BARON BLOOD and LISA & THE DEVIL
2-Laserdisc Double Feature Set
Early 70s Sexploitation Featuring Elkie Sommer & Telly Savalas
Here is a Still Factory Sealed Digitally Mastered 2-Laser Disc Double Feature Set of MARIO BAVA films titled: Baron Blood (36 Chapters), and Lisa & The Devil (35 Chapters). Manufactured by Elite Entertainment (Catalog #EE1234). Released 8-1-95. Cinemascope Aspect Ratio 1.85:1 Extras: Deleted scenes, Workprint of the trailer for Lisa & The Devil. Original List Price: $59.98. Now Out-Of-Print (OOP).
Background: Through the suggestion of Tim Lucas of Video Watchdog Magazine, Elite contacted producer Alfredo Leone and acquired the rights to two of his most-famous productions from director Mario Bava. "Baron Blood" and "Lisa and the Devil". These were also two of Bava's most savaged films; Baron Blood was available only in severely cut versions and Lisa.. could only be seen in the inferior heavily-edited, re-shot version known as "House of Exorcism". Elite presents these films here in their full uncut versions for the first time in the United States. Pioneering Italian horror director Mario Bava shot this double dose of early 1970s Euro style Gothic horror following his classics "Blood And Black Lace"; "The Mask Of Satan" aka "Black Sunday"; and "Bay of Blood" aka "Twitch of the Death Nerve", which subsequently invented the "body count" genre popularized by "Friday The 13th"; "Nightmare On Elm Street"; The Texas Chainsaw Massacre", and many others.
BARON BLOOD is a wonderfully atmospheric horror shocker, set in Austria, about a castle that's being restored (including the torture chamber!). Elke Sommer stars as a Eve Arnold, a local who spends a little bit too much time with visiting American Peter Kleist, who's somehow convinced that it would be a good idea to visit the castle in the dead of night to read an incantation aloud in the room where the sadistic "Baron Blood" was burned alive by angry villagers. The supposed effect of the chant? Why, it's to bring the Baron back to life, of course! Joseph Cotten as Baron Otto von Kleist (an Austrian Vlad the Impaler!), is perfectly cast as the edgy & ghastly beyond belief sadist, up to his old tricks. The screenplay by Vincent G. Fotre (Missile to the Moon) may have a simple plot, but in the hands of director Mario Bava, it is a marvelous exercise in style. Bava makes full use of the medieval castle setting, placing the camera to assure the most visually interesting compositions. "Baron Blood" also features a wonderful sequence where the sexy Elke Sommer is pursued through the streets by the Baron. During the chase, Bava uses light, shadow and fog to startling effect.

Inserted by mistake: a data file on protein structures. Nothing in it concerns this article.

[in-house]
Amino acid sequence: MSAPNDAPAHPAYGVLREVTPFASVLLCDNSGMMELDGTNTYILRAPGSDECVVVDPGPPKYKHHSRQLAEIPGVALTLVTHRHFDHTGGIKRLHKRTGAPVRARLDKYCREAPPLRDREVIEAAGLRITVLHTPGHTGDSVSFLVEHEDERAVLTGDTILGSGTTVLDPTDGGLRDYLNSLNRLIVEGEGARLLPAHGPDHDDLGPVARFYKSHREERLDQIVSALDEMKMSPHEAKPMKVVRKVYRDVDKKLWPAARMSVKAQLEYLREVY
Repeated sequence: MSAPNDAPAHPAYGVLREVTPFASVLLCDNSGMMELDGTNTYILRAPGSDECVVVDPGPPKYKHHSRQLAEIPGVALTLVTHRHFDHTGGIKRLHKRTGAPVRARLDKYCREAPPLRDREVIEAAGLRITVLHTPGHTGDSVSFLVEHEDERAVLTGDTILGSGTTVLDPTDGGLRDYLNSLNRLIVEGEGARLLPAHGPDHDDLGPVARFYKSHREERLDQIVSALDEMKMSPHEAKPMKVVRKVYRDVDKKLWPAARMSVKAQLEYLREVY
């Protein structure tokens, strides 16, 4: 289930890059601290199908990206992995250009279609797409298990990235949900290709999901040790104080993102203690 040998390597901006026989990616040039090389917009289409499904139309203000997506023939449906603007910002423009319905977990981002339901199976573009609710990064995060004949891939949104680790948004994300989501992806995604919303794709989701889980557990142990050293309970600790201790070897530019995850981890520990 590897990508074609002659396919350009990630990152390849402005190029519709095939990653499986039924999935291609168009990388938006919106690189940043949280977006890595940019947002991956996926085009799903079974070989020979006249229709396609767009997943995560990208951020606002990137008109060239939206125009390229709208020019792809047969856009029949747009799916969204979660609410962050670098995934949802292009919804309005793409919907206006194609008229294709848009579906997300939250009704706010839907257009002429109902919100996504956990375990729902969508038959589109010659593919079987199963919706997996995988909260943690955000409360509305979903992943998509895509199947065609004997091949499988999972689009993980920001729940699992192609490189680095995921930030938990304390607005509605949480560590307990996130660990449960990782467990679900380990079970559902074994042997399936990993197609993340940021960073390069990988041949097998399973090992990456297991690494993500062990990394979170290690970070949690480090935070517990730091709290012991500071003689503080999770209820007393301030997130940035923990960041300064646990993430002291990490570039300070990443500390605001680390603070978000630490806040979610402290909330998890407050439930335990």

This exclusive Elite Laser Disc Edition was transferred from the original film negative, and restores all the scenes that were cut from the film's original American release by American International Pictures (AIP) as "The Torture Chamber of Baron Blood". The digital monaural soundtrack is good, considering the bad reputation for sound on Italian productions. Additionally, this edition of "Baron Blood" features the original musical score by Stelvio Cipriani, not the Les Baxter score used in the AIP version. Other cast members include: Antonio Cantafora; Umberto Raho; Luciano Pigozzi; and others. Also Known As: Gli Orrori del castello di Norimberga; The Blood Baron; Chamber of Tortures; The Thirst of Baron Blood, The Torture Chamber of Baron Blood.
There's no doubt that Mario Bava is one of the greatest director's around. It's not fair to call him a great "horror" director because Bava did a whole lot more than just horror. Many fans consider "Lisa and the Devil" to be the director's best and most loved film. A haunting study of death, decay and necrophilia, it lacked commercial appeal when originally released. When the film failed at the box-office it was placed on the shelf. Then, later that year the world was turned upside down by the release of "The Exorcist". Lisa and the Devil's producer Alfredo Leone then thought of a way to cash in on the success. He re-edited the film and added footage (not shot by Bava). Doing this without Bava's permission or blessings, the film would become known as "The House of Exorcism", which Bava really had nothing to do with.